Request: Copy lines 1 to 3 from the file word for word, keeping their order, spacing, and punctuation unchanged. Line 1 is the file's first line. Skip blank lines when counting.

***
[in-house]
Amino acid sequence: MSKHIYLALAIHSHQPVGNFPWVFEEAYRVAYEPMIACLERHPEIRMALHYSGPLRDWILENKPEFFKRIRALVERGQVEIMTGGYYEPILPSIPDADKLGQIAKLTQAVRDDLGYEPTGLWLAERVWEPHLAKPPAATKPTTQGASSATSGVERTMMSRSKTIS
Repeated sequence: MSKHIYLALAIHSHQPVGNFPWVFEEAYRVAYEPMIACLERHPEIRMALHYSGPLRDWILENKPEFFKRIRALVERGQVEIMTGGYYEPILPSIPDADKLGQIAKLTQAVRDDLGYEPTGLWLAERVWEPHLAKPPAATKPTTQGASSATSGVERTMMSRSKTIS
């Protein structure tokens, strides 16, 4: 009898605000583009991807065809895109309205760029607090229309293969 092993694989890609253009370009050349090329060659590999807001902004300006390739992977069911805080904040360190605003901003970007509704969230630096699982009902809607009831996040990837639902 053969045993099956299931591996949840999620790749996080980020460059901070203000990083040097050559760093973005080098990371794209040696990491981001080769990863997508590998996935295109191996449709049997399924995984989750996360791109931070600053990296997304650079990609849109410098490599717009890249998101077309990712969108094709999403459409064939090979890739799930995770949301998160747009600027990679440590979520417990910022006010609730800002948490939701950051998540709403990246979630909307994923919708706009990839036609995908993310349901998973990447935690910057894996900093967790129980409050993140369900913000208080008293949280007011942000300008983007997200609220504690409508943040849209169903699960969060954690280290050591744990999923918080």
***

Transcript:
[in-house]
Amino acid sequence: MSKHIYLALAIHSHQPVGNFPWVFEEAYRVAYEPMIACLERHPEIRMALHYSGPLRDWILENKPEFFKRIRALVERGQVEIMTGGYYEPILPSIPDADKLGQIAKLTQAVRDDLGYEPTGLWLAERVWEPHLAKPPAATKPTTQGASSATSGVERTMMSRSKTIS
Repeated sequence: MSKHIYLALAIHSHQPVGNFPWVFEEAYRVAYEPMIACLERHPEIRMALHYSGPLRDWILENKPEFFKRIRALVERGQVEIMTGGYYEPILPSIPDADKLGQIAKLTQAVRDDLGYEPTGLWLAERVWEPHLAKPPAATKPTTQGASSATSGVERTMMSRSKTIS